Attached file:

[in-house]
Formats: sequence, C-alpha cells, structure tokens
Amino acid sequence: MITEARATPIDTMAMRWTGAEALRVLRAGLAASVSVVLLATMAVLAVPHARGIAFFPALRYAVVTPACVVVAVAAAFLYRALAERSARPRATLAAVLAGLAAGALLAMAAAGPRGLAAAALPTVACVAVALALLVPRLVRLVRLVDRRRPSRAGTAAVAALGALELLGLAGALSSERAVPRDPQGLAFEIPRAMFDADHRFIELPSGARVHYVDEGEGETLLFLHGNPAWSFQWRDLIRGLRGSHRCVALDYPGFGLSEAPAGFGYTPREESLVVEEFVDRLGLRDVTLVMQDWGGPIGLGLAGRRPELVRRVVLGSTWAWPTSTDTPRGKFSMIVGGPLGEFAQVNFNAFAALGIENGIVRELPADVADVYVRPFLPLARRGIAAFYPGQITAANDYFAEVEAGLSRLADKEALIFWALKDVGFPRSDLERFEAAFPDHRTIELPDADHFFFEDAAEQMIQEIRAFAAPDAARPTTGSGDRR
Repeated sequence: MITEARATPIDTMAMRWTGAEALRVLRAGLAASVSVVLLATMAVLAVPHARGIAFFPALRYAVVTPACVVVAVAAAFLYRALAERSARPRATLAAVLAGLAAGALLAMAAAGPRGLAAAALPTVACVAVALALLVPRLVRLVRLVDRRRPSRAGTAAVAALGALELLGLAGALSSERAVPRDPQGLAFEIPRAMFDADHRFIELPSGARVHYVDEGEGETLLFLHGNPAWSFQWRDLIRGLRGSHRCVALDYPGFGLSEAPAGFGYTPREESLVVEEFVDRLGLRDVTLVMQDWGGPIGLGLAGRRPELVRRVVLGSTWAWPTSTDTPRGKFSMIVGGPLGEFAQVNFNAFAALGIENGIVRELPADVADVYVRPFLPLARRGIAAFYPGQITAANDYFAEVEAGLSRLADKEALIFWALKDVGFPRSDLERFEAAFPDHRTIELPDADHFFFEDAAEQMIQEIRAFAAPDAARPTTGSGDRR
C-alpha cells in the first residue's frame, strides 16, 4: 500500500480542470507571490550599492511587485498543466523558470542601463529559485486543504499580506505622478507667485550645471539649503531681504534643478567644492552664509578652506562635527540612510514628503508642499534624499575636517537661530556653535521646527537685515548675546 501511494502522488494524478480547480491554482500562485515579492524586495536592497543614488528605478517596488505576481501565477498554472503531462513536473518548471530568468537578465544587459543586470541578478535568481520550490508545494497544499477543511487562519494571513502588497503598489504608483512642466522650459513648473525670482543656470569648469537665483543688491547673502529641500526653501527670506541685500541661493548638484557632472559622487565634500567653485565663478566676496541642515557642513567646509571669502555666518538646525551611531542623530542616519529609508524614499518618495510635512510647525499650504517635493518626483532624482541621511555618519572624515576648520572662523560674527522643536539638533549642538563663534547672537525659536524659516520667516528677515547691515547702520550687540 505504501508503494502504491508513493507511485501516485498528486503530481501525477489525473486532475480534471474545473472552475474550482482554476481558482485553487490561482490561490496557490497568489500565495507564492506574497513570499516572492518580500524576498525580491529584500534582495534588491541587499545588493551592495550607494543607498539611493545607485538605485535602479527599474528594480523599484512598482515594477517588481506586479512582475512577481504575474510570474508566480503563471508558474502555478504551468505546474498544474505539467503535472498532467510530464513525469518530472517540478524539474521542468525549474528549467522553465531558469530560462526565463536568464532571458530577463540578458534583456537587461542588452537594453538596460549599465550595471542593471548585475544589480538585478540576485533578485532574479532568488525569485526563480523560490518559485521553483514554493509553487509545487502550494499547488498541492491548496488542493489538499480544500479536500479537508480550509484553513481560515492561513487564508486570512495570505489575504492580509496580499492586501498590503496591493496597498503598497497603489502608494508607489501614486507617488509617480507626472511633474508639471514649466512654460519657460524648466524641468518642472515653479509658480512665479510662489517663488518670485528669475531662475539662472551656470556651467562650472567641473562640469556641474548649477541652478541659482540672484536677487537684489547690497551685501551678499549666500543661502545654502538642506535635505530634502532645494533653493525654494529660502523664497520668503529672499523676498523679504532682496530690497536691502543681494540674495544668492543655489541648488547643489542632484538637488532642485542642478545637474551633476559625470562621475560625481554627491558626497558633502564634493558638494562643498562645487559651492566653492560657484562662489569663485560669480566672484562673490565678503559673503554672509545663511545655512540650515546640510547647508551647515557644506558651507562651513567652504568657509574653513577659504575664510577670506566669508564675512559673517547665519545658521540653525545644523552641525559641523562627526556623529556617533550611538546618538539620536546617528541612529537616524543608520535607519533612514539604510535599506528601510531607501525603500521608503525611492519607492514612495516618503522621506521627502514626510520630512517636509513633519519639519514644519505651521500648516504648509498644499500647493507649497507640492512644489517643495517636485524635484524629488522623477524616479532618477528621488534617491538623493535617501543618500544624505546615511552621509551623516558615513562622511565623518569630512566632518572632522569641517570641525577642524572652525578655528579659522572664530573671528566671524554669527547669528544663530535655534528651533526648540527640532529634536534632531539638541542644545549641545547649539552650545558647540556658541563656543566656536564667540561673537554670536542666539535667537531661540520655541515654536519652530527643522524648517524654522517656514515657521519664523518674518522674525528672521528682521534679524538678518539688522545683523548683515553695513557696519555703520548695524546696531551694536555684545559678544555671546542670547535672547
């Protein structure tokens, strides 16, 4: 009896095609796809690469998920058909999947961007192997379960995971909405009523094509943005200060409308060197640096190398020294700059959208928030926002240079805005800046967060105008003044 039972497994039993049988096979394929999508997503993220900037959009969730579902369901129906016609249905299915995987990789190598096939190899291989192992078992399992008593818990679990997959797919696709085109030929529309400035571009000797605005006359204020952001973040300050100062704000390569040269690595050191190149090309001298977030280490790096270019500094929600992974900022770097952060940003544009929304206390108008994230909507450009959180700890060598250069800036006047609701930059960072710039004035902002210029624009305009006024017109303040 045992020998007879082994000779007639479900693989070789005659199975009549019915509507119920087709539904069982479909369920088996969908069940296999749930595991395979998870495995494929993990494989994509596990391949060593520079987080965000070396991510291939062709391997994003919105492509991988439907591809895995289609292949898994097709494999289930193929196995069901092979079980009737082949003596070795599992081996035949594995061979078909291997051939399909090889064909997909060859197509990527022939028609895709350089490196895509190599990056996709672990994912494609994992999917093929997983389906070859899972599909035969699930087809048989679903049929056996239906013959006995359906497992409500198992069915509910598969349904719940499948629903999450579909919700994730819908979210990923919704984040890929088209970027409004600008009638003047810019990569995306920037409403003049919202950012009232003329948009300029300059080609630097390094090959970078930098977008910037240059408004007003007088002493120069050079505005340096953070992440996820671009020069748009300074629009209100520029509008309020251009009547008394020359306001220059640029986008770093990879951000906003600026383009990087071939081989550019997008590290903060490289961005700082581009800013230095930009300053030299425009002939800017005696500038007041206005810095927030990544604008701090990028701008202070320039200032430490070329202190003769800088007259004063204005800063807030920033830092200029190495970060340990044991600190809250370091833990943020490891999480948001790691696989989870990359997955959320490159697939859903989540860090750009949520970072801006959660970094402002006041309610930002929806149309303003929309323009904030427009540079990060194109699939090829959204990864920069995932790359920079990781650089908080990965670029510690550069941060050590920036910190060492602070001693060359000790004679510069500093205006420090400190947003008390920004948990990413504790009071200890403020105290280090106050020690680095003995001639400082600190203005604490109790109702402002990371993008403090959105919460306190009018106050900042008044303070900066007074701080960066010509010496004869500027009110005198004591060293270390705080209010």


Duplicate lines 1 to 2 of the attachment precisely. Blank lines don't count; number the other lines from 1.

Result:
[in-house]
Formats: sequence, C-alpha cells, structure tokens